Timeline: Women in Sports

From Mt. Olympus to Cooperstown, N.Y.

by Chris Frantz
Wilma Rudolph, Rome Olympics, 1960

Wilma Rudolph winning at the 1960 Rome Olympics

Wilma Rudolph is the first woman to win three Olympic gold medals in track and field at one Olympic Games.


The National Women's Rowing Association is founded.


Soviet gymnast Larissa Latynina completes her Olympic career with a total of 18 medals—more than any other athlete in Olympic history.


Roberta Gibb becomes the first woman to run and finish the Boston Marathon. It's unofficial since women weren't officially entered until 1972.


Wyomia Tyus is the first woman to win two consecutive Olympic gold medals in the 100 m dash.


Diane Crump rides onto Hialeah Racetrack and becomes the first woman to ride in a United States parimutuel race. The next year she would become the first woman to ride in the Kentucky Derby.

Sharon Sites Adams is the first woman to sail solo across the Pacific Ocean.


Women finally get the official nod to play five-player, full-court basketball.


The U.S. Congress passes Title IX to foster more equitable federal financial aid to women's sports programs.


Robyn Smith is the first female jockey to win a stakes race.

Billie Jean King

Billie Jean King

Billie Jean King defeats Bobby Riggs in the "Battle of the Sexes" tennis match.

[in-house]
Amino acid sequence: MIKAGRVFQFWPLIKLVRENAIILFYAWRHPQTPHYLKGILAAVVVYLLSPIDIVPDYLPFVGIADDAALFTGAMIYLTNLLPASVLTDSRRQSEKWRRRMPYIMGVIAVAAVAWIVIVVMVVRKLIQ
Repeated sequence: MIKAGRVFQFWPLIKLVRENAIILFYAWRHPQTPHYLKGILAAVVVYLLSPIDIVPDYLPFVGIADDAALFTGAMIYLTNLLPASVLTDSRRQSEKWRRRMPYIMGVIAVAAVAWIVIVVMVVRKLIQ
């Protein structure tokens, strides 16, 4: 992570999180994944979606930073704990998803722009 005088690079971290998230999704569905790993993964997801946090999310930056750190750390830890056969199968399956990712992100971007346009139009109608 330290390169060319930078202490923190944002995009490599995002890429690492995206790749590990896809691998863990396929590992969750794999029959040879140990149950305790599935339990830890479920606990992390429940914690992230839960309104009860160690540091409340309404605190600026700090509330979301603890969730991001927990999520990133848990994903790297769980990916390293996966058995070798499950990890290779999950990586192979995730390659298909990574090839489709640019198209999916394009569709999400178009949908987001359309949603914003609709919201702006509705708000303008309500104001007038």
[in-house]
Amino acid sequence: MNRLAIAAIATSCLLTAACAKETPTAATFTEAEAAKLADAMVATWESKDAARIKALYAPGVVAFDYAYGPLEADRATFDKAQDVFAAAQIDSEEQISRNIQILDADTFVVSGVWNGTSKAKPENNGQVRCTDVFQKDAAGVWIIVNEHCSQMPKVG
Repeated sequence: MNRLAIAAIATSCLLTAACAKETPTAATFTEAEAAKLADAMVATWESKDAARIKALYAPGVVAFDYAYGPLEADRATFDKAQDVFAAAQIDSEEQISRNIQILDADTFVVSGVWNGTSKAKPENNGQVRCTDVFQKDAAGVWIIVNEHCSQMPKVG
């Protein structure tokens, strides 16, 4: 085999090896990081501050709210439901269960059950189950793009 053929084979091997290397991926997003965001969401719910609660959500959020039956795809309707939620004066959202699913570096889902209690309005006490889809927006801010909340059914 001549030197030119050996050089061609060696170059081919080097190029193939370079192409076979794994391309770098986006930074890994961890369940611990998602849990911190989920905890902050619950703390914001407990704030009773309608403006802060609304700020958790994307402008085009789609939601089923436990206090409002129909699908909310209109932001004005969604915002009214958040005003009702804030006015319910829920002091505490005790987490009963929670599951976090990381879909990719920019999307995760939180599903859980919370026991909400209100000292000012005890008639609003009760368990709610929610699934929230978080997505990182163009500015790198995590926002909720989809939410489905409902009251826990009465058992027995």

Girls are officially allowed to play Little League Baseball.

The National Women's Football League is formed, the first professional tackle league for women.

A view of Everest from Dudh Kosi, the highest river in the world.

Mt. Everest

Junko Tabei of Japan is the first woman to climb Mt. Everest.


Krystyna Choynowski-Liskiewicz of Poland is the first woman to sail around the world solo.

Shirley Muldowney becomes the first woman to win a national Top Fuel event in the National Hot Rod Association. She would win the NHRA points title in 1978, 1980, and 1982. She's the only person to hold three titles.

Britain's Princess Anne competes in the Montreal Olympics.


Janet Guthrie is the first woman to race in the Indianapolis 500.

Lucy Harris is the first (and so far, only) woman to be drafted by a National Basketball Association team, the New Orleans Jazz. She chose not to play.


Ann Meyers becomes the first woman to try out and sign a contract for an NBA team. In 1979 she's the first player drafted for the new Women's Professional Basketball League.


Kathy Whitworth is inducted into the Golf Hall of Fame with 88 victories—more than any other player in the PGA or LPGA.


Tamara McKinney becomes the first American female skier to win the Alpine World Cup overall championship.

Joan Benoit Samuelson

Joan Benoit

Georgeann Wells-Blackwell is the first woman to dunk in a collegiate basketball game.

Joan Benoit wins the first women's Olympic marathon.


Libby Riddles is the first woman to mush her way to an Iditarod win.


Nancy Lieberman becomes the first woman to play in a professional men's basketball league.

Jackie Joyner-Kersee, heptathlon champion

Jackie Joyner-Kersee

Jackie Joyner-Kersee is the first woman athlete on the cover of Sports Illustrated magazine.


Chris Evert retires from the professional tennis tour and her 1,309 career match wins tops the men's and women's charts until Martina Navratilova's 1,438 match wins.